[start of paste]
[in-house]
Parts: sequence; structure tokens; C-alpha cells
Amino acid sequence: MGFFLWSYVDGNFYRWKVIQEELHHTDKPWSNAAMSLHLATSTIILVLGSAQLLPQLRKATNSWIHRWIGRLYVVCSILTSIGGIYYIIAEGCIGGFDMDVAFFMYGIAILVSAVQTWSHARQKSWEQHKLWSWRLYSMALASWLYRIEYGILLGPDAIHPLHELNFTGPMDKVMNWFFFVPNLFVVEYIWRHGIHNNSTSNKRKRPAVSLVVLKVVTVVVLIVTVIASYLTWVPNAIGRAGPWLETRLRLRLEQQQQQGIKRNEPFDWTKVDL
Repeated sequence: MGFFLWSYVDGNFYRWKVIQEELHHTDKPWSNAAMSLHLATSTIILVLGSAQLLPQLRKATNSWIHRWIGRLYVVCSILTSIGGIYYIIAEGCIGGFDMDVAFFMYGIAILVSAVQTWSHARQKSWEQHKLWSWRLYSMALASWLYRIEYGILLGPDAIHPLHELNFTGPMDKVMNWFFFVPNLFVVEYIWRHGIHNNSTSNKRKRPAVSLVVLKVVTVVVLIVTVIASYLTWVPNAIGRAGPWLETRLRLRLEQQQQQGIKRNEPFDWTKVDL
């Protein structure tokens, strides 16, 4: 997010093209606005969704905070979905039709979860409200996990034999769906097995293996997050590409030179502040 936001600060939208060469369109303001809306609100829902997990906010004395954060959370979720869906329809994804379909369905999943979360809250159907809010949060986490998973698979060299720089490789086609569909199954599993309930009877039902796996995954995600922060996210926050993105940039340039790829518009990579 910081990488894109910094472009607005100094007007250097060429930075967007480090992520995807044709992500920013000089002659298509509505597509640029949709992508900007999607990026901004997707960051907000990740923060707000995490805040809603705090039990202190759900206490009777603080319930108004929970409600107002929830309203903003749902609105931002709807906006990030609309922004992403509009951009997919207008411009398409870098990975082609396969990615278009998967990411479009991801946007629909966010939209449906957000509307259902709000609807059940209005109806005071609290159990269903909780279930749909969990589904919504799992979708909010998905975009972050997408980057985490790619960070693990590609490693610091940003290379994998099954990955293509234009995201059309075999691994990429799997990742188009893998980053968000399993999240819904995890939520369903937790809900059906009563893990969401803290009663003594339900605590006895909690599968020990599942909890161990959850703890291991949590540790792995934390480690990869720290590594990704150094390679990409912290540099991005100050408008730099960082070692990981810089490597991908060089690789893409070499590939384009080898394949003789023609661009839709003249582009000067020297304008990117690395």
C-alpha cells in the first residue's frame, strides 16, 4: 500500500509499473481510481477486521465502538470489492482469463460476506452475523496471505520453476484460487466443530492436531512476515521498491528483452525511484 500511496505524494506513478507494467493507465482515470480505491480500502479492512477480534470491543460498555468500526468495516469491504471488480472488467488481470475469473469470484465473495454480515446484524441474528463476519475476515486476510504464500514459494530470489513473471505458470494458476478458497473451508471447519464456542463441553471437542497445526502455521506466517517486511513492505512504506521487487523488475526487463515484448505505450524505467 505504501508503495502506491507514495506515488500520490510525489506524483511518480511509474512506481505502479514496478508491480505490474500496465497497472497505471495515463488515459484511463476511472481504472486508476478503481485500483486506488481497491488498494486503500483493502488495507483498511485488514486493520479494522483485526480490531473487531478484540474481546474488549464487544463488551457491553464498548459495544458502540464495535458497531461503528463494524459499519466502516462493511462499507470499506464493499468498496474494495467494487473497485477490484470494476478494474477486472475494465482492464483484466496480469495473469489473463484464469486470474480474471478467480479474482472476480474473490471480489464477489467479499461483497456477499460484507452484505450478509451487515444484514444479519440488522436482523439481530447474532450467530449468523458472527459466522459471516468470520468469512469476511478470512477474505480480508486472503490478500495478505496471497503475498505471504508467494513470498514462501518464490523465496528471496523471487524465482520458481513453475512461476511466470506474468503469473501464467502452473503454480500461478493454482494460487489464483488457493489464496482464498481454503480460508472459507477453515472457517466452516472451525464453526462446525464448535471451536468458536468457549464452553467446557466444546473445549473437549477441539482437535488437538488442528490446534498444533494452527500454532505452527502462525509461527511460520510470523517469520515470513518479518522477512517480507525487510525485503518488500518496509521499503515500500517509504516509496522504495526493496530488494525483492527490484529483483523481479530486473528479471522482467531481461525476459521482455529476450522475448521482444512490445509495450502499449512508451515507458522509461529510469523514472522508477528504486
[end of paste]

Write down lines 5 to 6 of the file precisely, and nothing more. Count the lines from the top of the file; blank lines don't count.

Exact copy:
């Protein structure tokens, strides 16, 4: 997010093209606005969704905070979905039709979860409200996990034999769906097995293996997050590409030179502040 936001600060939208060469369109303001809306609100829902997990906010004395954060959370979720869906329809994804379909369905999943979360809250159907809010949060986490998973698979060299720089490789086609569909199954599993309930009877039902796996995954995600922060996210926050993105940039340039790829518009990579 910081990488894109910094472009607005100094007007250097060429930075967007480090992520995807044709992500920013000089002659298509509505597509640029949709992508900007999607990026901004997707960051907000990740923060707000995490805040809603705090039990202190759900206490009777603080319930108004929970409600107002929830309203903003749902609105931002709807906006990030609309922004992403509009951009997919207008411009398409870098990975082609396969990615278009998967990411479009991801946007629909966010939209449906957000509307259902709000609807059940209005109806005071609290159990269903909780279930749909969990589904919504799992979708909010998905975009972050997408980057985490790619960070693990590609490693610091940003290379994998099954990955293509234009995201059309075999691994990429799997990742188009893998980053968000399993999240819904995890939520369903937790809900059906009563893990969401803290009663003594339900605590006895909690599968020990599942909890161990959850703890291991949590540790792995934390480690990869720290590594990704150094390679990409912290540099991005100050408008730099960082070692990981810089490597991908060089690789893409070499590939384009080898394949003789023609661009839709003249582009000067020297304008990117690395």
C-alpha cells in the first residue's frame, strides 16, 4: 500500500509499473481510481477486521465502538470489492482469463460476506452475523496471505520453476484460487466443530492436531512476515521498491528483452525511484 500511496505524494506513478507494467493507465482515470480505491480500502479492512477480534470491543460498555468500526468495516469491504471488480472488467488481470475469473469470484465473495454480515446484524441474528463476519475476515486476510504464500514459494530470489513473471505458470494458476478458497473451508471447519464456542463441553471437542497445526502455521506466517517486511513492505512504506521487487523488475526487463515484448505505450524505467 505504501508503495502506491507514495506515488500520490510525489506524483511518480511509474512506481505502479514496478508491480505490474500496465497497472497505471495515463488515459484511463476511472481504472486508476478503481485500483486506488481497491488498494486503500483493502488495507483498511485488514486493520479494522483485526480490531473487531478484540474481546474488549464487544463488551457491553464498548459495544458502540464495535458497531461503528463494524459499519466502516462493511462499507470499506464493499468498496474494495467494487473497485477490484470494476478494474477486472475494465482492464483484466496480469495473469489473463484464469486470474480474471478467480479474482472476480474473490471480489464477489467479499461483497456477499460484507452484505450478509451487515444484514444479519440488522436482523439481530447474532450467530449468523458472527459466522459471516468470520468469512469476511478470512477474505480480508486472503490478500495478505496471497503475498505471504508467494513470498514462501518464490523465496528471496523471487524465482520458481513453475512461476511466470506474468503469473501464467502452473503454480500461478493454482494460487489464483488457493489464496482464498481454503480460508472459507477453515472457517466452516472451525464453526462446525464448535471451536468458536468457549464452553467446557466444546473445549473437549477441539482437535488437538488442528490446534498444533494452527500454532505452527502462525509461527511460520510470523517469520515470513518479518522477512517480507525487510525485503518488500518496509521499503515500500517509504516509496522504495526493496530488494525483492527490484529483483523481479530486473528479471522482467531481461525476459521482455529476450522475448521482444512490445509495450502499449512508451515507458522509461529510469523514472522508477528504486